At that point I decided to go to the shelter and see if I could recruit some folks to accompany me back to my camp to hopefully recover my wallet and car keys at least. Luckily it was gone by the time the four of us made it back there. It had torn through my tent walls and collapsed it, but all my stuff was accounted for.

The kind hikers helped me lug my stuff back to the shelter and told me the bear had just come through there before they heard me hollering.

I didn't get much sleep but mostly because my sleeping pad turned out to be punctured and deflated every little while.(wake up, blow, doze, repeat)

I woke about 6AM this morning (about first light) and rolled over to look out and that same bear was five feet from my head, inside the shelter, ( I was on the lower bunk) sniffing the packs hanging in the shelter. I started yelling and everyone woke up and joined me (there maybe 10 or 11 of us by then). The bear at first sat down outside but then sauntered down to the main cables, stood on it's hind legs, and started shaking each cable trying to knock the food bags loose while ignoring our commotion. It was unsuccessful and eventually walked out of view.

Bears are part of the experience for sure...

So this is kind of like a fish story because I did not get a single picture of that magnificent bear. I was not thinking about that at the time but also my camera was in the tent while it was "opened" and then it was hanging with pack this morning of course.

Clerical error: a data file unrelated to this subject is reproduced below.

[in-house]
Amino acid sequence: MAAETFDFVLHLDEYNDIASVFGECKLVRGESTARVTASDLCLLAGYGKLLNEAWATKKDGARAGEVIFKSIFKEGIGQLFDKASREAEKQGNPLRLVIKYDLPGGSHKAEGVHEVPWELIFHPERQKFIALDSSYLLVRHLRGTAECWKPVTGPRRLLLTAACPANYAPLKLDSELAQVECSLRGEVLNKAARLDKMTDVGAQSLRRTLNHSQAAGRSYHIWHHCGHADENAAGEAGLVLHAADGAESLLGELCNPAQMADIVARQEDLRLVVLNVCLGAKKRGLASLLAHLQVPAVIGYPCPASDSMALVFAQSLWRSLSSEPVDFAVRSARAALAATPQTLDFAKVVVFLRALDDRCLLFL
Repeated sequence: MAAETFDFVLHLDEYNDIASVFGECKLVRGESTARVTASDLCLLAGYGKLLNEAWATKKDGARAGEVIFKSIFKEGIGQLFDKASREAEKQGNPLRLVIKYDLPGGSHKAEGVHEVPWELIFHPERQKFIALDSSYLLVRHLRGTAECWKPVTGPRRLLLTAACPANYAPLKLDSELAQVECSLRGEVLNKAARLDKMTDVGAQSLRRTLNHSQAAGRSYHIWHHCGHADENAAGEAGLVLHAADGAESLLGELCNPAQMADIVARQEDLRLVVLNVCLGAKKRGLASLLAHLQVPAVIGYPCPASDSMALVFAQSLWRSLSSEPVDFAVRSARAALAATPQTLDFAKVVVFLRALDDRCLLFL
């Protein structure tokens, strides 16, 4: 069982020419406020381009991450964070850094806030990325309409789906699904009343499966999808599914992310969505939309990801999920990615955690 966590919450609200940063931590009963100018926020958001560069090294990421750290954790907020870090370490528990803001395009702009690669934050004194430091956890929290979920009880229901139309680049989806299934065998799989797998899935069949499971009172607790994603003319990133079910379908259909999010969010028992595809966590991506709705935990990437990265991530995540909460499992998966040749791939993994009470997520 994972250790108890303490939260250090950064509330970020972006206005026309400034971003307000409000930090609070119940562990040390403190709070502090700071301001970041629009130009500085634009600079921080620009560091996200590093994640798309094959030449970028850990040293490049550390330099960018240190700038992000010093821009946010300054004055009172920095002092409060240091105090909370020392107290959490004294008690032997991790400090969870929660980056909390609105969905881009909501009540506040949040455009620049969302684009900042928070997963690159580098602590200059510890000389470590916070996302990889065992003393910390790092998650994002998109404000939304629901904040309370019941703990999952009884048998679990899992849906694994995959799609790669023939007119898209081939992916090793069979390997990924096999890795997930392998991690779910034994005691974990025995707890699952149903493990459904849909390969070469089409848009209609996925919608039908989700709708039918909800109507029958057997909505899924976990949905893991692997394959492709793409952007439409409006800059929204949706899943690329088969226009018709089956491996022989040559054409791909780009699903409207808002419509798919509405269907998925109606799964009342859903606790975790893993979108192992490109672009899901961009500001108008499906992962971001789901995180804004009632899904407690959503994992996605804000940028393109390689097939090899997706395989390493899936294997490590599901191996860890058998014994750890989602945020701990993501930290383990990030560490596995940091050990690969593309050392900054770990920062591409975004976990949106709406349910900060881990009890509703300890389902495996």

Here was my camp spot:


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And here is that tent now (pictures taken from front porch at home a few minutes ago):


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MSR Hoop RIP

4:24 p.m. on June 5, 2016 (EDT)
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Wow...glad you came out unscathed, although regrets for your loss of the tent.

Based on your experience and the article posted about Spence field, it sounds like tent camping anywhere in the neighborhood of the established shelters in the Smokies is getting a little too risky. The combination of bears acclimated to those areas as food sources and not being in the group shelter seem to significantly increase the risk.

I wonder if that is why the White Mountain NF doesn't allow camping within one quarter mile of an established shelter or tent site, or is that purely to reduce impact?

Now that I have written this, I recalled that your previous encounter was nowhere near an established camp, oh well do much for my theory.

Again, glad you are OK and I guess the silver lining is you get to go tent shopping? Hope you get caught up on sleep.

4:29 p.m. on June 5, 2016 (EDT)
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Glad you're alright, Patrick. 

4:34 p.m. on June 5, 2016 (EDT)
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Thanks Phil. Yes I think my days of tenting near shelters are at an end (at least this time of year).

While walking those long miles this weekend I was thinking about this thread and realized that unless a person spends a lot of time in the Smokies to see it up close, it's hard to understand just how pervasive the bears are.